Simplified Roubo Workbench Build Part 2 - Laminating the Benchtop and Legs


This post is part 2 in my Simplified Roubo Workbench build and covers laminating the benchtop and legs. For part 1 see: Simplified Roubo Workbench Build Part 1 - Design and Timber Preparation

Laminating the Benchtop

With the benchtop timber jointing complete, it was time for the lamination (glue-up). For this process, I glued-up three sub-slabs consisting of four or five lengths of timber each. This process made life a bit easier for the overall benchtop construction. For the glue I used Selleys Aquadhere Exterior PVA. I chose Aquadhere Exterior since it's a cross-linking PVA, providing more strength than Aquadhere Interior which is not cross-linking. Titebond II or Titebond III PVA glues would have also been suitable alternatives. I used sash clamps for the glue-up but parallel clamps or pipe clamps would have also been suitable.

Once the glue was dry for each sub-slab, I cut them down to the final length on my sliding miter saw.

The next step was to glued-up all three sub-slabs to complete the benchtop lamination. The most convenient place to do this was down at floor level, since I did not have enough room on my temporary saw horse workbench.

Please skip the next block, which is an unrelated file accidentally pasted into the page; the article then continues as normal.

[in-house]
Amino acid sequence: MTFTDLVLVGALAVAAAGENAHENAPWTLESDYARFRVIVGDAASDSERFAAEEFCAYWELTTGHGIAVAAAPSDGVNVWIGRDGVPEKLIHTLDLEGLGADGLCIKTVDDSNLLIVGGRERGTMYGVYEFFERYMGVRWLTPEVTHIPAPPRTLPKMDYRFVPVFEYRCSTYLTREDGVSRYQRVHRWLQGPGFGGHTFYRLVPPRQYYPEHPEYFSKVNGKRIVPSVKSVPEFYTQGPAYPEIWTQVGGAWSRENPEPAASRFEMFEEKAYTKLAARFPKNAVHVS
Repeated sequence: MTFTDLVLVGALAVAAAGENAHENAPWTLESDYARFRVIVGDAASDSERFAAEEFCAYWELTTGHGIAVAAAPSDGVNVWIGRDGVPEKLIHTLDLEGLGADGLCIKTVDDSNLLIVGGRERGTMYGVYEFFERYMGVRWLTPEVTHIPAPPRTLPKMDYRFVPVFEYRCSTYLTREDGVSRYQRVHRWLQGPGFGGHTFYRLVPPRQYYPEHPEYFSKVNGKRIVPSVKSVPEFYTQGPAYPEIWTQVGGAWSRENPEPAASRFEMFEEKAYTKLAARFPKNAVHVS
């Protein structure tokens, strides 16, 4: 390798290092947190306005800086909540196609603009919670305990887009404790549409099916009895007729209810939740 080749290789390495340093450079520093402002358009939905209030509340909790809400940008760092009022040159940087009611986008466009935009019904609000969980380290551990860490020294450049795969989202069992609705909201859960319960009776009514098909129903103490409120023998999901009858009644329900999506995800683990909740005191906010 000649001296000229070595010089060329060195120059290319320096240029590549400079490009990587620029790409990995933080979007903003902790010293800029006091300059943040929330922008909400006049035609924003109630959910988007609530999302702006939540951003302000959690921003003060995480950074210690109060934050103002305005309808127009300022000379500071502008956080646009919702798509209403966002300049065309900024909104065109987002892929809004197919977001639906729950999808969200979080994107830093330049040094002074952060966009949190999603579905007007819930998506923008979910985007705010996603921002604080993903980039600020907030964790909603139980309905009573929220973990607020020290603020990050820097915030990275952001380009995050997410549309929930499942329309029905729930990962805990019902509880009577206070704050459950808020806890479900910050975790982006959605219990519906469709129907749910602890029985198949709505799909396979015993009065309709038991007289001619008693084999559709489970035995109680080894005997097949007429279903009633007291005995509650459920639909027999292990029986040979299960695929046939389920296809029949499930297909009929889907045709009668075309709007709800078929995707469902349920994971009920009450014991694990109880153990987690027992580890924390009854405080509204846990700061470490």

Once the final glue-up was dry, I removed the clamps and managed to lift the assembled benchtop onto my temporary workbench.

Dressing the Timber for the Workbench Legs and Stretchers

Same as for the benchtop timber, I went through a process of dressing the timber for the workbench legs and stretchers. 

Before I started dressing the timber, I marked out lengths that would be used for the legs and stretchers. The reclaimed Rimu timber provided some challenges here due to splits, nail holes and bends. Thankfully I managed to find enough lengths of suitable quality for the workbench.

The next step before dressing the timber was cutting the timber for the legs and stretchers down to length on the mitre saw.

For the legs and stretchers, I completed all of the dressing with my thicknesser (planer). Same as for the benchtop timber, I used a sled for the jointing since I don't have a jointer.

Laminating the Workbench Legs

Each workbench leg was constructed by laminating together two 2x4s. This technique is useful when 4x4 timber is unavailable and also creates a stronger leg than a single 4x4. I laminated all 4 legs in one go. In the photo below, it looks like I've created another benchtop but it's only every second joint that is glued.

Once the glue for the legs was dry, all of the main workbench components were ready to start construction.

For part 3 of my simplified Roubo workbench build, see Simplified Roubo Workbench Build Part 3 - Wedged Mortise and Tenon Joints